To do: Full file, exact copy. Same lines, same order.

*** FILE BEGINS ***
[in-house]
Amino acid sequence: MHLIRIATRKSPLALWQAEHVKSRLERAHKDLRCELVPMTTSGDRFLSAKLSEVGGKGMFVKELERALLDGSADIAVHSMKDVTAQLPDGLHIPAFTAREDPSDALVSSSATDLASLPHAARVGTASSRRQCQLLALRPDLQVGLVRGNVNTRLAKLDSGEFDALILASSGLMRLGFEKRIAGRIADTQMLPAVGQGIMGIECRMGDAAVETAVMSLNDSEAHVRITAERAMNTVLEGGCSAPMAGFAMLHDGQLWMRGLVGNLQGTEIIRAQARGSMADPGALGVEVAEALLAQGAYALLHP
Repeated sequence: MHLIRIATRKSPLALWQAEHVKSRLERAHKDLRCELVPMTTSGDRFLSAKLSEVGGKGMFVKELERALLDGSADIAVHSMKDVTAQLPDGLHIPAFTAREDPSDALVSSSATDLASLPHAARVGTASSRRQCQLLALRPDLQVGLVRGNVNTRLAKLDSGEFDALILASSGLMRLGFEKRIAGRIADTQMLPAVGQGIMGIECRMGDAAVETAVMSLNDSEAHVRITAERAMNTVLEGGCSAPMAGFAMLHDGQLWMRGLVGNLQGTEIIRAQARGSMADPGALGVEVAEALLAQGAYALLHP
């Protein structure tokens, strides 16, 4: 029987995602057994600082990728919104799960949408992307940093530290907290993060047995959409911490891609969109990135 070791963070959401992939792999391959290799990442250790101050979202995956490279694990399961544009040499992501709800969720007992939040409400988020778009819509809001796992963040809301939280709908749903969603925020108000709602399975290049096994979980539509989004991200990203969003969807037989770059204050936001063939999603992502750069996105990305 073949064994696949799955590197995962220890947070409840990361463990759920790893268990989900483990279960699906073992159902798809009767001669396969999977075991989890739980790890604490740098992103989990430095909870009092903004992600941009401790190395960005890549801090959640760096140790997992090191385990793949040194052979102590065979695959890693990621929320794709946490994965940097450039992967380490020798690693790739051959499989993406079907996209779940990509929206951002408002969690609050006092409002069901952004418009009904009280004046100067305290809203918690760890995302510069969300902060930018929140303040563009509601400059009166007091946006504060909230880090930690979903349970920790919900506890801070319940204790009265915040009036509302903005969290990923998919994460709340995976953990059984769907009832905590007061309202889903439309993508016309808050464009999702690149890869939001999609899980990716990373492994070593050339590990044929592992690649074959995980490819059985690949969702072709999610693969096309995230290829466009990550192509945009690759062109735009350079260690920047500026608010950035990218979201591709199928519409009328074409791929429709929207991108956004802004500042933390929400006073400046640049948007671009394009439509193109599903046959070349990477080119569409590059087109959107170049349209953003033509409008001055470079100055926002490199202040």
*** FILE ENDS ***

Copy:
[in-house]
Amino acid sequence: MHLIRIATRKSPLALWQAEHVKSRLERAHKDLRCELVPMTTSGDRFLSAKLSEVGGKGMFVKELERALLDGSADIAVHSMKDVTAQLPDGLHIPAFTAREDPSDALVSSSATDLASLPHAARVGTASSRRQCQLLALRPDLQVGLVRGNVNTRLAKLDSGEFDALILASSGLMRLGFEKRIAGRIADTQMLPAVGQGIMGIECRMGDAAVETAVMSLNDSEAHVRITAERAMNTVLEGGCSAPMAGFAMLHDGQLWMRGLVGNLQGTEIIRAQARGSMADPGALGVEVAEALLAQGAYALLHP
Repeated sequence: MHLIRIATRKSPLALWQAEHVKSRLERAHKDLRCELVPMTTSGDRFLSAKLSEVGGKGMFVKELERALLDGSADIAVHSMKDVTAQLPDGLHIPAFTAREDPSDALVSSSATDLASLPHAARVGTASSRRQCQLLALRPDLQVGLVRGNVNTRLAKLDSGEFDALILASSGLMRLGFEKRIAGRIADTQMLPAVGQGIMGIECRMGDAAVETAVMSLNDSEAHVRITAERAMNTVLEGGCSAPMAGFAMLHDGQLWMRGLVGNLQGTEIIRAQARGSMADPGALGVEVAEALLAQGAYALLHP
């Protein structure tokens, strides 16, 4: 029987995602057994600082990728919104799960949408992307940093530290907290993060047995959409911490891609969109990135 070791963070959401992939792999391959290799990442250790101050979202995956490279694990399961544009040499992501709800969720007992939040409400988020778009819509809001796992963040809301939280709908749903969603925020108000709602399975290049096994979980539509989004991200990203969003969807037989770059204050936001063939999603992502750069996105990305 073949064994696949799955590197995962220890947070409840990361463990759920790893268990989900483990279960699906073992159902798809009767001669396969999977075991989890739980790890604490740098992103989990430095909870009092903004992600941009401790190395960005890549801090959640760096140790997992090191385990793949040194052979102590065979695959890693990621929320794709946490994965940097450039992967380490020798690693790739051959499989993406079907996209779940990509929206951002408002969690609050006092409002069901952004418009009904009280004046100067305290809203918690760890995302510069969300902060930018929140303040563009509601400059009166007091946006504060909230880090930690979903349970920790919900506890801070319940204790009265915040009036509302903005969290990923998919994460709340995976953990059984769907009832905590007061309202889903439309993508016309808050464009999702690149890869939001999609899980990716990373492994070593050339590990044929592992690649074959995980490819059985690949969702072709999610693969096309995230290829466009990550192509945009690759062109735009350079260690920047500026608010950035990218979201591709199928519409009328074409791929429709929207991108956004802004500042933390929400006073400046640049948007671009394009439509193109599903046959070349990477080119569409590059087109959107170049349209953003033509409008001055470079100055926002490199202040």